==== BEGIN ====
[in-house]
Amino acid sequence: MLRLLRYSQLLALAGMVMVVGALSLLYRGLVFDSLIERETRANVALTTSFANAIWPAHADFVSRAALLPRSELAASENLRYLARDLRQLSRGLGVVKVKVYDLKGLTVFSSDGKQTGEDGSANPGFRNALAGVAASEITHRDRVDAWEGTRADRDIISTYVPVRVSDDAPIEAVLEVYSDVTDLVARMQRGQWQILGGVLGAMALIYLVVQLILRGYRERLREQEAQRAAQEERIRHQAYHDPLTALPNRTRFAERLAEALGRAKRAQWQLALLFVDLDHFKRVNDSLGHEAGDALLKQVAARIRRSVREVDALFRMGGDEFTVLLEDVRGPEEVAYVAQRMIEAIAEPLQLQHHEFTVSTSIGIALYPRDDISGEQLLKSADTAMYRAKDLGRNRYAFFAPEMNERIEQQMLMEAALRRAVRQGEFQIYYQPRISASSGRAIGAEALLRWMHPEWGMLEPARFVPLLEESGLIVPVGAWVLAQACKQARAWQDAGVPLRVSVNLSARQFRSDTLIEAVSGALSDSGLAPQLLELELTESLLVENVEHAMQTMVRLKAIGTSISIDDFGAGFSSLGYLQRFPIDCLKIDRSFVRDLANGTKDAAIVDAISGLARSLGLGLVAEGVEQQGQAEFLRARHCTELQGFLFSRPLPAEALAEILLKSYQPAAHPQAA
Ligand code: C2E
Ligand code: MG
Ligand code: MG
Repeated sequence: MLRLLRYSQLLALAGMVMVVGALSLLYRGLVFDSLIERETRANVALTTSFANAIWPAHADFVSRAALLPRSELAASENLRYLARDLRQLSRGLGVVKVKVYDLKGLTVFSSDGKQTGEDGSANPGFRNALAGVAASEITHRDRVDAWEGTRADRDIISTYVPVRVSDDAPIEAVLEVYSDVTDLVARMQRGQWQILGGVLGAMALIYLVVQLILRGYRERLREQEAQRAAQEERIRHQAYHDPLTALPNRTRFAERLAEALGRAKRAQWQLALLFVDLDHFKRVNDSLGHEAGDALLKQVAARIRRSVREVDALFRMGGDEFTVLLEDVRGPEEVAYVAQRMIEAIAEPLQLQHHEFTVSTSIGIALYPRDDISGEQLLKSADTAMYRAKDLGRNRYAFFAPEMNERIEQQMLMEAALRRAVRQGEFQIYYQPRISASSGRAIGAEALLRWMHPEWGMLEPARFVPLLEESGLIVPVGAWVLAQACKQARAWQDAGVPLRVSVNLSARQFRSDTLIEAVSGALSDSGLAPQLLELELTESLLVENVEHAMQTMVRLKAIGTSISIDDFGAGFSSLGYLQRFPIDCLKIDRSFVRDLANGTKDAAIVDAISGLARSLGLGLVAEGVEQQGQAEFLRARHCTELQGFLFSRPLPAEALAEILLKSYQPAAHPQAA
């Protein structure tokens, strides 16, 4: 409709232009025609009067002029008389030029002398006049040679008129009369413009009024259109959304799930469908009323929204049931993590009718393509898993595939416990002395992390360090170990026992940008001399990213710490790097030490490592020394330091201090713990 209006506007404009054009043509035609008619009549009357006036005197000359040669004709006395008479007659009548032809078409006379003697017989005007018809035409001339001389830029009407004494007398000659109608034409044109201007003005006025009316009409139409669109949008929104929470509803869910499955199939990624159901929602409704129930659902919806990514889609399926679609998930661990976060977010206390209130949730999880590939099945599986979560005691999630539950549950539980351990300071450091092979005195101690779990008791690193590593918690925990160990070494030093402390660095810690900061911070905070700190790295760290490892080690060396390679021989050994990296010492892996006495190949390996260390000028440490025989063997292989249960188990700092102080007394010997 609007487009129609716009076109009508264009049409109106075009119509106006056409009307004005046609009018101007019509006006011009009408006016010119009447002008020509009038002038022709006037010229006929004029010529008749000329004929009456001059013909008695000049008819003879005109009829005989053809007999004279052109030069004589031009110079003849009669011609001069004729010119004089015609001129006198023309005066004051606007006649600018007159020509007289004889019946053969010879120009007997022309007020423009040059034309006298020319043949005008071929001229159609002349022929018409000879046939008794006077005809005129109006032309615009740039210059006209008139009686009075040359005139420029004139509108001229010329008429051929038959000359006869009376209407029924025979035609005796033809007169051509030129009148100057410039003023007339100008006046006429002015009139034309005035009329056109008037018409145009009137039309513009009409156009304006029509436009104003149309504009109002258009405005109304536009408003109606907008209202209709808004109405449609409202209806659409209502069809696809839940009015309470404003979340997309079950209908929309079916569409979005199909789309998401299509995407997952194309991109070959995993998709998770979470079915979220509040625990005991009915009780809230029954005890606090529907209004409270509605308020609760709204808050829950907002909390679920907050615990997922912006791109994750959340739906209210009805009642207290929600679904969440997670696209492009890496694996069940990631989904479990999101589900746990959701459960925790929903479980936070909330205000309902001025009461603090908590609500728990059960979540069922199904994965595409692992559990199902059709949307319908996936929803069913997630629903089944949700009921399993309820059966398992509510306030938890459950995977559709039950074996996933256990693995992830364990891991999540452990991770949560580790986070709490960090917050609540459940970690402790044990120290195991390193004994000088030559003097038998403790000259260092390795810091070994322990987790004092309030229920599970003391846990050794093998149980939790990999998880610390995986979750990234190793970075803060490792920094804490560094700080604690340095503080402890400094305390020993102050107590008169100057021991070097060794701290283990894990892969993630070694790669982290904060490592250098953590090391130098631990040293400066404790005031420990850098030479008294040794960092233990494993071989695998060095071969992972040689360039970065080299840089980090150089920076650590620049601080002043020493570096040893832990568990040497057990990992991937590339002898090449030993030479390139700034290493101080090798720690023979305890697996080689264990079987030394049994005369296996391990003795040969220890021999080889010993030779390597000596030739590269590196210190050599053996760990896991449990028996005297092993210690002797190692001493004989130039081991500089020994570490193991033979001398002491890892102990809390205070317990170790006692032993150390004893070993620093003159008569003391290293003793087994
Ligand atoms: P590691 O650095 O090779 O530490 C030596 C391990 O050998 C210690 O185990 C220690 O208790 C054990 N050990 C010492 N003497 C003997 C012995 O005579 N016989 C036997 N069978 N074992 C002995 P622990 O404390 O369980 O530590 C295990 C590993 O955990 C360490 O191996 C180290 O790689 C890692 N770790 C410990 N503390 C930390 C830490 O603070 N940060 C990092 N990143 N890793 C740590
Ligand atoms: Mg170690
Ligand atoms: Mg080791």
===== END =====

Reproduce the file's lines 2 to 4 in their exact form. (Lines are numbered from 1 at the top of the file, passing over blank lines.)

Amino acid sequence: MLRLLRYSQLLALAGMVMVVGALSLLYRGLVFDSLIERETRANVALTTSFANAIWPAHADFVSRAALLPRSELAASENLRYLARDLRQLSRGLGVVKVKVYDLKGLTVFSSDGKQTGEDGSANPGFRNALAGVAASEITHRDRVDAWEGTRADRDIISTYVPVRVSDDAPIEAVLEVYSDVTDLVARMQRGQWQILGGVLGAMALIYLVVQLILRGYRERLREQEAQRAAQEERIRHQAYHDPLTALPNRTRFAERLAEALGRAKRAQWQLALLFVDLDHFKRVNDSLGHEAGDALLKQVAARIRRSVREVDALFRMGGDEFTVLLEDVRGPEEVAYVAQRMIEAIAEPLQLQHHEFTVSTSIGIALYPRDDISGEQLLKSADTAMYRAKDLGRNRYAFFAPEMNERIEQQMLMEAALRRAVRQGEFQIYYQPRISASSGRAIGAEALLRWMHPEWGMLEPARFVPLLEESGLIVPVGAWVLAQACKQARAWQDAGVPLRVSVNLSARQFRSDTLIEAVSGALSDSGLAPQLLELELTESLLVENVEHAMQTMVRLKAIGTSISIDDFGAGFSSLGYLQRFPIDCLKIDRSFVRDLANGTKDAAIVDAISGLARSLGLGLVAEGVEQQGQAEFLRARHCTELQGFLFSRPLPAEALAEILLKSYQPAAHPQAA
Ligand code: C2E
Ligand code: MG